US strikes hit jihadist’s Somalia training camp
WASHINGTON – The Associated Press
AP PhotoU.S. airstrikes bombarded an al-Shabab training camp in Somalia on March 5, killing more than 150 militant fighters who were preparing to launch a large-scale attack, likely against African or U.S. personnel, the Pentagon said on March 7.
Multiple drones and manned aircraft launched missiles and bombs on the site, called Raso Camp, which the U.S. had been watching for several weeks, said Navy Capt. Jeff Davis, a Pentagon spokesman.
Warplanes and unmanned drones were used in the strike, about 195 kilometers north of capital Mogadishu.
“We know they were going to be departing the camp and they posed an imminent threat to U.S. and [the African Union] forces,” Davis was quoted as saying by AFP, noting that as many as 200 fighters had been using the camp.
News of the attack came as the White House announced March 7 that it will disclose how many people have been killed by American drones and other counterterrorism strikes since 2009, when U.S. President Barack Obama took office.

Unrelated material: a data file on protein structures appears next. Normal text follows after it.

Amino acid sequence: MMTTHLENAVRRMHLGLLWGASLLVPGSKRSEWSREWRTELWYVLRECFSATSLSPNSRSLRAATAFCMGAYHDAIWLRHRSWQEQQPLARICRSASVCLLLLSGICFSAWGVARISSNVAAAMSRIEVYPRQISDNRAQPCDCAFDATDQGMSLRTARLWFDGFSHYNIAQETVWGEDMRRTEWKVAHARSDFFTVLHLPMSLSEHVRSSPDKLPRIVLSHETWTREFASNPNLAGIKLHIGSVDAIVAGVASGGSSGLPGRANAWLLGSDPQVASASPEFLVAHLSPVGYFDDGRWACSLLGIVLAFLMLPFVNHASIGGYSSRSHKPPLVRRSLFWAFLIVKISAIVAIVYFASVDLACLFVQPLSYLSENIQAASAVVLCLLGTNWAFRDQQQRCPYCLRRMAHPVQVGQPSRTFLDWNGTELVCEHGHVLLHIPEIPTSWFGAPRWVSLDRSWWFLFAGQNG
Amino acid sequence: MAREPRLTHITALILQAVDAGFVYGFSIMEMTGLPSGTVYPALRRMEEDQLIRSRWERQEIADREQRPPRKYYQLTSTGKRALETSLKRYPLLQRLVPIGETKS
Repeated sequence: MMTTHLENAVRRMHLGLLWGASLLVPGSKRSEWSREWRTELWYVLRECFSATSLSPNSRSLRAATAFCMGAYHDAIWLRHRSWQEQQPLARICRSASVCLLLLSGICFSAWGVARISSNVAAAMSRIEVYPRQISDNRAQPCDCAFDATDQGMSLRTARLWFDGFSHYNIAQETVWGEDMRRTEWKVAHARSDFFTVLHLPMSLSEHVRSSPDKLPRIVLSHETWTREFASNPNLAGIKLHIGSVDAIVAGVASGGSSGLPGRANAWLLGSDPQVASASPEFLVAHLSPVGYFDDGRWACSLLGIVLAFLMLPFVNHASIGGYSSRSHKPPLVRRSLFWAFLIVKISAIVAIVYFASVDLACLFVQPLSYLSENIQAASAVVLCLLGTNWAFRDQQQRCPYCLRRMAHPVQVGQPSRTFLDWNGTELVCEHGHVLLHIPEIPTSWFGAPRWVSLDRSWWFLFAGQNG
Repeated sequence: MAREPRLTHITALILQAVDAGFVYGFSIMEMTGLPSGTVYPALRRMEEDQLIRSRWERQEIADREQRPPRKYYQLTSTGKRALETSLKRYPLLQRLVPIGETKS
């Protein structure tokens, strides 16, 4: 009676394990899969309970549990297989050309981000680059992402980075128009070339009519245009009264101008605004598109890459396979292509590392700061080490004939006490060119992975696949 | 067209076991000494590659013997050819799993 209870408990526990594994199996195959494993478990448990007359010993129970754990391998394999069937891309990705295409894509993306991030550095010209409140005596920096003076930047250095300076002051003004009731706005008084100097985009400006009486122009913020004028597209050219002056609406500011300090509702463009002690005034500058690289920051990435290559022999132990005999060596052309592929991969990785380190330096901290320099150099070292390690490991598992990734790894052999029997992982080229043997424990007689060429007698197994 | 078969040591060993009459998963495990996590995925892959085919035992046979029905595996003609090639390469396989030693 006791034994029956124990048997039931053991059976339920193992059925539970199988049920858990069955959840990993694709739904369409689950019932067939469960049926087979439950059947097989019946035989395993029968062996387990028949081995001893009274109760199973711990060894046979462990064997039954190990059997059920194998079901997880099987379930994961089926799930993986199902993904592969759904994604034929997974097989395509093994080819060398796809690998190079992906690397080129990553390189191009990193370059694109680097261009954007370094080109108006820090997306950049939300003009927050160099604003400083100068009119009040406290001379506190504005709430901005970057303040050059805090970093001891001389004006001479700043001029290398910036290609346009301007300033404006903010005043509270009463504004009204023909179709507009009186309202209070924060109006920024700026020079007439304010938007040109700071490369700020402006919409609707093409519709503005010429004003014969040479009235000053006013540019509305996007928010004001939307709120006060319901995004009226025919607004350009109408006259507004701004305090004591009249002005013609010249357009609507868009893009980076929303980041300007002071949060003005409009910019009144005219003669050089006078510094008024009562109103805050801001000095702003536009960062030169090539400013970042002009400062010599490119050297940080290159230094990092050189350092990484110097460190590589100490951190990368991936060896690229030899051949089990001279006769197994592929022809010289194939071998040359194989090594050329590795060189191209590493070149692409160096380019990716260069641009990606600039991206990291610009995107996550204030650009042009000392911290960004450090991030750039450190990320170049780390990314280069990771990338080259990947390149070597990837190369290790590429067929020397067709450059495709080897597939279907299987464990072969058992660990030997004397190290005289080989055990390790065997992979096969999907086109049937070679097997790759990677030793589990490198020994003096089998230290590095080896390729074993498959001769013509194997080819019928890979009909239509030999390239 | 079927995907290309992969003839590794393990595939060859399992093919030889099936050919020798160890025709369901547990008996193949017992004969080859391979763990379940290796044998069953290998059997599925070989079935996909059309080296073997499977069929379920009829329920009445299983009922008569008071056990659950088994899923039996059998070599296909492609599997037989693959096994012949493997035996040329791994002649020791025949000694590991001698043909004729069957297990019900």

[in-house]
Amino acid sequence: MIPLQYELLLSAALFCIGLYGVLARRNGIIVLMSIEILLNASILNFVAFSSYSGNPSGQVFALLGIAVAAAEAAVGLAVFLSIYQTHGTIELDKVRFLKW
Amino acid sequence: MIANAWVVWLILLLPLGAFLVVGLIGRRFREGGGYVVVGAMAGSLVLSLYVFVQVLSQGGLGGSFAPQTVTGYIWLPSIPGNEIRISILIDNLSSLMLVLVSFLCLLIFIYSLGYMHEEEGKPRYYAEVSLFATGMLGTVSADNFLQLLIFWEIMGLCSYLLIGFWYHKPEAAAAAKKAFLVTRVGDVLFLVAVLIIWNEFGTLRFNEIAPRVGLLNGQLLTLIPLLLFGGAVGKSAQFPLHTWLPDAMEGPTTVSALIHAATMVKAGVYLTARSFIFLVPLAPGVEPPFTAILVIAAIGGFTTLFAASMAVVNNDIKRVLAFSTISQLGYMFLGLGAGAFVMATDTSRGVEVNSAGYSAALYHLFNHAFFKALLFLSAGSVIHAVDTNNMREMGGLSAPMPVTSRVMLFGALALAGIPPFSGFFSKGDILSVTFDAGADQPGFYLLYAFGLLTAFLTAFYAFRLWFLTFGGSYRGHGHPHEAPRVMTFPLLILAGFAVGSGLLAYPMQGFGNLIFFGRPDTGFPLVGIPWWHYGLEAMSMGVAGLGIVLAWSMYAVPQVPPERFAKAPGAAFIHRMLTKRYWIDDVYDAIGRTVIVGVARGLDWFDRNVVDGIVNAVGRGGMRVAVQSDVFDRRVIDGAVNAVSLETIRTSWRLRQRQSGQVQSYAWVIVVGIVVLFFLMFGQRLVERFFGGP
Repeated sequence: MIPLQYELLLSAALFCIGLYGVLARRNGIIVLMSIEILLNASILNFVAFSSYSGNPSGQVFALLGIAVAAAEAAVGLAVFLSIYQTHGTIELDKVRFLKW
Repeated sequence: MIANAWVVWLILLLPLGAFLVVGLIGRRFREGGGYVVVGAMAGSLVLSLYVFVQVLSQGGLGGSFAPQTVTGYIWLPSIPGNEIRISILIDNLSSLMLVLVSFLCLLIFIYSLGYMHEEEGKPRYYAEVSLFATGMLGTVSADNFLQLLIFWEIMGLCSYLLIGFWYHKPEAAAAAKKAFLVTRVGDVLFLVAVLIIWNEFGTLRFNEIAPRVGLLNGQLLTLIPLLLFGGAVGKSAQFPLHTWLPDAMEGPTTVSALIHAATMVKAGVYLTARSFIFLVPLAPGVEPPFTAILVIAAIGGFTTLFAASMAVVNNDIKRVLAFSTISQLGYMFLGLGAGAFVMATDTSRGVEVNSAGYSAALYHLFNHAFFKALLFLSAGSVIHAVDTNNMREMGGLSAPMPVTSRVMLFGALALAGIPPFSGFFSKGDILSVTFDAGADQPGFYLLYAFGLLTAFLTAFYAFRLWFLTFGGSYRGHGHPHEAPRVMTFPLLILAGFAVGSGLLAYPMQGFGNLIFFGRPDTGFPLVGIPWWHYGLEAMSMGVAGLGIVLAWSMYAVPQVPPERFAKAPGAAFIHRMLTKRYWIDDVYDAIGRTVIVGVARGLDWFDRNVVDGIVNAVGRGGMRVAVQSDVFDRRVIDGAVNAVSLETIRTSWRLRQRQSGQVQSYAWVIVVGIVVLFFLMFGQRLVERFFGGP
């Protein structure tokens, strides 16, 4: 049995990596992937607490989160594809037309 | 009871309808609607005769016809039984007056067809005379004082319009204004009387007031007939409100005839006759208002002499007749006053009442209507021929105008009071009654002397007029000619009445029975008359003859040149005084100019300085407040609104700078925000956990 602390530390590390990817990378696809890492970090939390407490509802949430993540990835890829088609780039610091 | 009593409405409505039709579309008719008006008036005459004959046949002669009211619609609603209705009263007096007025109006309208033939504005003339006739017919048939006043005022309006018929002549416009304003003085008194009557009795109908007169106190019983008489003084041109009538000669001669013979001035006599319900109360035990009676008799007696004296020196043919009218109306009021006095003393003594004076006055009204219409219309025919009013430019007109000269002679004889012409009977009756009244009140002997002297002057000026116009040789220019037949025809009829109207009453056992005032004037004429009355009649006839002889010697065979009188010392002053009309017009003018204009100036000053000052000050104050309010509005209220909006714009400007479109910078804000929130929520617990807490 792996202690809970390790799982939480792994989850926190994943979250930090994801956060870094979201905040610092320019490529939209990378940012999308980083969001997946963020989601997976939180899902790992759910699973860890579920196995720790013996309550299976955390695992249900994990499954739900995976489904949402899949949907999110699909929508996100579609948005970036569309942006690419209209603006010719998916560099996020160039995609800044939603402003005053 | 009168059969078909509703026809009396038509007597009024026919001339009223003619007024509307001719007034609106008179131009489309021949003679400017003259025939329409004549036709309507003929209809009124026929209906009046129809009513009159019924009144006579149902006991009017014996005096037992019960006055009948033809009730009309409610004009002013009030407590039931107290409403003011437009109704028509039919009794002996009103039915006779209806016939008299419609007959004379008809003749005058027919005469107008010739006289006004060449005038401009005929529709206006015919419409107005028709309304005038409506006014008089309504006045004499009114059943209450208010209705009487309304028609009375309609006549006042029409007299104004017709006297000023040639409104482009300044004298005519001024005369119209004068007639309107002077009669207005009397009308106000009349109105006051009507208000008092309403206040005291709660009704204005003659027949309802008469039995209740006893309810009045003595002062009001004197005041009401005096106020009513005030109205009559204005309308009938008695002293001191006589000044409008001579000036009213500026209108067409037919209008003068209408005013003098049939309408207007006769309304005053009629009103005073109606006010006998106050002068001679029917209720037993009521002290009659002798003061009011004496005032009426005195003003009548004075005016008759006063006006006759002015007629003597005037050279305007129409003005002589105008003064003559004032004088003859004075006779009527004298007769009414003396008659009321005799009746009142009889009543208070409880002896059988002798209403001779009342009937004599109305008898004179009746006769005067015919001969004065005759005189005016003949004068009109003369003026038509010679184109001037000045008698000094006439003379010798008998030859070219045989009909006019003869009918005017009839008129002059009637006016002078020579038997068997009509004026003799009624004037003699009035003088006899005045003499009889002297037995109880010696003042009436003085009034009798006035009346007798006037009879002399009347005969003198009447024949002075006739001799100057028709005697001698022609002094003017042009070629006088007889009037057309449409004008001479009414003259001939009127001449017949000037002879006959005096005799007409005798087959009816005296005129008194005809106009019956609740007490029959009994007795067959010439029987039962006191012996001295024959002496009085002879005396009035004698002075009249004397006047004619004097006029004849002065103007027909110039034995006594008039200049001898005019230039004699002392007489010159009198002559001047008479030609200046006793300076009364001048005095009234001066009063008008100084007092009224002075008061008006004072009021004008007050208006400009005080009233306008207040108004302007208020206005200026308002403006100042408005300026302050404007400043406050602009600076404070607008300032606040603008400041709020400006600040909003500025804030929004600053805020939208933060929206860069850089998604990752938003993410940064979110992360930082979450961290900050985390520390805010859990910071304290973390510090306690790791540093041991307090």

Lisa Monaco, Obama’s counterterrorism and homeland security adviser, said the report would be released “in the coming weeks,” casting it as part of a commitment to transparency for U.S. actions overseas. Monaco said the figures would be disclosed annually in the future, although it will ultimately be up to Obama’s successor to decide whether to continue the practice.
The report is to include both combatants and civilians the U.S. believes have died in strikes. It will not cover major warzones like Iraq, Syria and Afghanistan, but will focus on strikes against extremist targets in other regions such as Pakistan, Libya, Yemen, Somalia and other locations in North Africa.
“We know that not only is greater transparency the right thing to do, it is the best way to maintain the legitimacy of our counterterrorism actions and the broad support of our allies,” Monaco said at the Council on Foreign Relations.
The Pentagon on March 7 provided some details about the Somalia strike, which happened during the early evening there. Davis said it appeared that the training was about to come to an end, and the operational phase of a suspected attack was about to start. Military forces from the U.S. and the African Union Mission in Somalia (AMISOM) are routinely working in the country, and Davis said they could have been the targets of al-Shabab’s planned attack.